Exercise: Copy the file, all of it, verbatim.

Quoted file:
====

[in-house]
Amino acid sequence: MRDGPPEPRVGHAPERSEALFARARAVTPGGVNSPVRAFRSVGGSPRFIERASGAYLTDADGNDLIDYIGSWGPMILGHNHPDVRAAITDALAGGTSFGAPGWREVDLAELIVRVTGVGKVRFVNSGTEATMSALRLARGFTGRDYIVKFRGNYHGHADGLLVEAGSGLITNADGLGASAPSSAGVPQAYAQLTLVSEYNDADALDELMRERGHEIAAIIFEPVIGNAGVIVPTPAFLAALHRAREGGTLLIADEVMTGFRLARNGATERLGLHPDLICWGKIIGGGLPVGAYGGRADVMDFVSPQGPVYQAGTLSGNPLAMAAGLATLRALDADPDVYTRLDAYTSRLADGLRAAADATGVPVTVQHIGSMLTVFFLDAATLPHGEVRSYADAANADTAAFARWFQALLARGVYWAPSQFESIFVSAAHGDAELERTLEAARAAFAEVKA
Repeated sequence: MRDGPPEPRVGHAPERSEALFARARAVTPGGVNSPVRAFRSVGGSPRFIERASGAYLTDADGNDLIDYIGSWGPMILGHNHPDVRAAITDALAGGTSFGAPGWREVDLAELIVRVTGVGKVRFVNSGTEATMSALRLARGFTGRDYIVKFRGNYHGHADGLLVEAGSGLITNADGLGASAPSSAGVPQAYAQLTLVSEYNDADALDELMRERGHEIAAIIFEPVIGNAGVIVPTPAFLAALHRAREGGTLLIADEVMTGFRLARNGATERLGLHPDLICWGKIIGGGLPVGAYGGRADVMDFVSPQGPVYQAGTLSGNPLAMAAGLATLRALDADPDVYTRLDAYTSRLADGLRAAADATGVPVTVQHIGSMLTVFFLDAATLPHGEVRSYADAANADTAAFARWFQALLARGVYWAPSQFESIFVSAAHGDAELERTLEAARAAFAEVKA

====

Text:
[in-house]
Amino acid sequence: MRDGPPEPRVGHAPERSEALFARARAVTPGGVNSPVRAFRSVGGSPRFIERASGAYLTDADGNDLIDYIGSWGPMILGHNHPDVRAAITDALAGGTSFGAPGWREVDLAELIVRVTGVGKVRFVNSGTEATMSALRLARGFTGRDYIVKFRGNYHGHADGLLVEAGSGLITNADGLGASAPSSAGVPQAYAQLTLVSEYNDADALDELMRERGHEIAAIIFEPVIGNAGVIVPTPAFLAALHRAREGGTLLIADEVMTGFRLARNGATERLGLHPDLICWGKIIGGGLPVGAYGGRADVMDFVSPQGPVYQAGTLSGNPLAMAAGLATLRALDADPDVYTRLDAYTSRLADGLRAAADATGVPVTVQHIGSMLTVFFLDAATLPHGEVRSYADAANADTAAFARWFQALLARGVYWAPSQFESIFVSAAHGDAELERTLEAARAAFAEVKA
Repeated sequence: MRDGPPEPRVGHAPERSEALFARARAVTPGGVNSPVRAFRSVGGSPRFIERASGAYLTDADGNDLIDYIGSWGPMILGHNHPDVRAAITDALAGGTSFGAPGWREVDLAELIVRVTGVGKVRFVNSGTEATMSALRLARGFTGRDYIVKFRGNYHGHADGLLVEAGSGLITNADGLGASAPSSAGVPQAYAQLTLVSEYNDADALDELMRERGHEIAAIIFEPVIGNAGVIVPTPAFLAALHRAREGGTLLIADEVMTGFRLARNGATERLGLHPDLICWGKIIGGGLPVGAYGGRADVMDFVSPQGPVYQAGTLSGNPLAMAAGLATLRALDADPDVYTRLDAYTSRLADGLRAAADATGVPVTVQHIGSMLTVFFLDAATLPHGEVRSYADAANADTAAFARWFQALLARGVYWAPSQFESIFVSAAHGDAELERTLEAARAAFAEVKA